Mega Man

Developer: Capcom
U.S. Publisher: Capcom
U.S. Release: December 1987
Genre: Platforming
Format: 1-Megabit Cartridge

Based on: Astro Boy, silly musical puns, elemental weapons and levels, and time-honored 2D platforming.

Games | Nintendo Entertainment System | Mega Man

Article by wumpwoast | August 1, 2007 | Part of the 8-bit Mega Man series

As a series, Mega Man has great music.

This might not be the most intuitive starting point for discussing the maiden voyage of Mega Man, the widely-played and well-recognized Blue Bomber of gaming lore. In Japan, however, the music angle is more pertinent, since their Blue Bomber is actually named Rockman. As the story goes, 200X was the year in which one Dr. Thomas Light came to create a wonderful new peace-keeping robot to provide company for his Roomba vacuum cleaner. This robot's name was Rock.

Dr. Light was a young soul, you see -- even at age sixty, he was very open minded about music, with a fondness for old B.B. King records and, more recently, Radiohead's album OK Computer, which by 200X was a rock classic. He went on to create Roll, a robotic maid which ended up replacing his aging Roomba, and later a musical robot with fondness for whistles and mouth harps named Blues.

At the time of the first Mega Man, however, Dr. Light had only Rock and Roll to call his own. And this fits, because really this first Mega Man game is much more Pablo Honey than OK Computer. It's a music that's raw and sort of squirrelly, and like that first Radiohead album no-one would predict that future entries in the line would become a torch-bearing standard for the genre.

For its time the game was innovative, although not in a way that other titles would immediately start copying. Six stages were selectable in any order from the start of the game, each with a unique theme and Robot Master at the end. Some of the stages were interesting and fun, while others were just drab and a couple were exercises in disappearing platforms that would just totally piss you off.

But the similarities to Pablo Honey continue. Just as that album has an easily-overlooked depth and quality to its production, Mega Man had very balanced gameplay that drew from the ability to acquire special weapons from a defeated Robot Master. First of all, these abilities kicked ass in an objective sense. Whether you chose to hurl giant bricks, turn up the heat with a combination fire shield/flamethrower, or brandish lightning to cut wide multi-directional swaths of ownage, Mega Man allowed an extremely satisfying latitude to how you ruled over minor enemies.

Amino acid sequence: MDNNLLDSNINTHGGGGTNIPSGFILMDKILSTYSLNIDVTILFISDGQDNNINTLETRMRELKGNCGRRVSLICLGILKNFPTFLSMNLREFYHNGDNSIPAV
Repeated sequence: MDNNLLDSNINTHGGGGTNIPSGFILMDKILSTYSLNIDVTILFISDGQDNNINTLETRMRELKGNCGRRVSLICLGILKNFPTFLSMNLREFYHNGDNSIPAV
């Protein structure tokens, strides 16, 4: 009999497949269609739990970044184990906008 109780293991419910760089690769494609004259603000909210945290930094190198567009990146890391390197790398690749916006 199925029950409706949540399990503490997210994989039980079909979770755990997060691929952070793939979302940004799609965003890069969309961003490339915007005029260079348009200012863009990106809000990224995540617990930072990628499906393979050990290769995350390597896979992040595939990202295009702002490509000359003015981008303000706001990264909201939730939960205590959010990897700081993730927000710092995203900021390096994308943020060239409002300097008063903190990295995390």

Any player quickly learns that special weapons provide a necessary advantage against a difficult Robot Master -- Ice Slasher against Fire Man, bombs against Guts Man, etc. -- which is in itself pretty clever. But what most players don't see is that many facets of the stages lend themselves to particular weapons. Enemies are often arranged in ways that a clever player can exploit with the proper weapon, and once you discover these little strategies, Mega Man becomes a truly fun little platformer.

After beating all six Robot Masters, the fun-loving Dr. Wily invites you to his beautiful techno-gothic vacation resort to relax, sunbathe, enjoy tea and crumpets, and be viciously murdered by gargantuan horrors or -- more likely -- spikes. Like any mad scientist, Wily doesn't find it appropriate to simply construct a huge fortress covered by impassible spikes and surrounded by bottomless pits -- rather, he leaves the tiniest safe path such as to tempt our hero into penetrating his fortress and dying in the process.

At this point, clever application of Mega Man's special weapons is no longer optional. The first Mega Man game is particularly difficult, but often explicit in placing enemies in a way that a single vertically-oriented Thunder Beam, well-placed Rolling Cutter, or perfectly-timed Fire Storm will save the day. The suspense kicks up, and suddenly all that added firepower seems perfectly fair, with more and more enemies placed in just the spot that will cause you grief and humiliation.

Without the later innovation of energy-restoring E-Tanks, Wily's castle is a battle of skill and strategy, as you carefully ration your life energy and weapons energy according to the challenges ahead. Yes, there is trial and error, and you will die multiple times. But once you've figured out the best strategy to defeat four Robot Masters in a row without dying, and determine the optimal weapons for each of Dr. Wily's final boss forms, you'll feel a tinge of pride.

The original Mega Man game is bastard-hard, and as an early-generation NES game certainly looks its age, but perhaps those players in 1987 who pushed on through to the end might have glimpsed the remote possibility that Capcom had the beginnings of a truly exceptional game. For everyone else who appreciates solid 2D platforming, you could do much worse than give Mega Man a try.

Besides, the game's got some really catchy tunes.